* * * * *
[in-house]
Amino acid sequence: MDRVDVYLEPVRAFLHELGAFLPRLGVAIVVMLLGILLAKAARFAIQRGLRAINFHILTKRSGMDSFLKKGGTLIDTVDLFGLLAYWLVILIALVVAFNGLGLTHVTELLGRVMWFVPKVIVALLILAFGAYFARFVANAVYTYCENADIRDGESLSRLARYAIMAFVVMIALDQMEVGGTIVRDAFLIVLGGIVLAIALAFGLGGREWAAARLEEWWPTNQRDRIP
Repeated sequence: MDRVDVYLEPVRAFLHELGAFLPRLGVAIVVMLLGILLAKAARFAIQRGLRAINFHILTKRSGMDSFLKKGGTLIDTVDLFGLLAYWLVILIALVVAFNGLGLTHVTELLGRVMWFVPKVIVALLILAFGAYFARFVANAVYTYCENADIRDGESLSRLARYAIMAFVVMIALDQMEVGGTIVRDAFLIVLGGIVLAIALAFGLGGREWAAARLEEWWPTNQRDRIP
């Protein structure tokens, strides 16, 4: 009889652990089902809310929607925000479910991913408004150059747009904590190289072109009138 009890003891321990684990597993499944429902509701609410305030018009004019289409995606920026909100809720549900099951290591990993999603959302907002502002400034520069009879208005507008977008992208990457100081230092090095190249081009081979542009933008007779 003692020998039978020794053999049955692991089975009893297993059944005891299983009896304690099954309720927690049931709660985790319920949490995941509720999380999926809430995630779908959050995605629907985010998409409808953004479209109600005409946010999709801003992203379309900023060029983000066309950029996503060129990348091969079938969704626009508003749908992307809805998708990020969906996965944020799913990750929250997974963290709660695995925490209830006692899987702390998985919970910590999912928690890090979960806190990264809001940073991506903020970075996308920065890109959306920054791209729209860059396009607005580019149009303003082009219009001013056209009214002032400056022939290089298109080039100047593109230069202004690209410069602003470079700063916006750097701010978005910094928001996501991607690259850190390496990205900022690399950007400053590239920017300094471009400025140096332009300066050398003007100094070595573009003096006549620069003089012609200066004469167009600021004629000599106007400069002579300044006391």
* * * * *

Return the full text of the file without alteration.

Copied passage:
[in-house]
Amino acid sequence: MDRVDVYLEPVRAFLHELGAFLPRLGVAIVVMLLGILLAKAARFAIQRGLRAINFHILTKRSGMDSFLKKGGTLIDTVDLFGLLAYWLVILIALVVAFNGLGLTHVTELLGRVMWFVPKVIVALLILAFGAYFARFVANAVYTYCENADIRDGESLSRLARYAIMAFVVMIALDQMEVGGTIVRDAFLIVLGGIVLAIALAFGLGGREWAAARLEEWWPTNQRDRIP
Repeated sequence: MDRVDVYLEPVRAFLHELGAFLPRLGVAIVVMLLGILLAKAARFAIQRGLRAINFHILTKRSGMDSFLKKGGTLIDTVDLFGLLAYWLVILIALVVAFNGLGLTHVTELLGRVMWFVPKVIVALLILAFGAYFARFVANAVYTYCENADIRDGESLSRLARYAIMAFVVMIALDQMEVGGTIVRDAFLIVLGGIVLAIALAFGLGGREWAAARLEEWWPTNQRDRIP
């Protein structure tokens, strides 16, 4: 009889652990089902809310929607925000479910991913408004150059747009904590190289072109009138 009890003891321990684990597993499944429902509701609410305030018009004019289409995606920026909100809720549900099951290591990993999603959302907002502002400034520069009879208005507008977008992208990457100081230092090095190249081009081979542009933008007779 003692020998039978020794053999049955692991089975009893297993059944005891299983009896304690099954309720927690049931709660985790319920949490995941509720999380999926809430995630779908959050995605629907985010998409409808953004479209109600005409946010999709801003992203379309900023060029983000066309950029996503060129990348091969079938969704626009508003749908992307809805998708990020969906996965944020799913990750929250997974963290709660695995925490209830006692899987702390998985919970910590999912928690890090979960806190990264809001940073991506903020970075996308920065890109959306920054791209729209860059396009607005580019149009303003082009219009001013056209009214002032400056022939290089298109080039100047593109230069202004690209410069602003470079700063916006750097701010978005910094928001996501991607690259850190390496990205900022690399950007400053590239920017300094471009400025140096332009300066050398003007100094070595573009003096006549620069003089012609200066004469167009600021004629000599106007400069002579300044006391």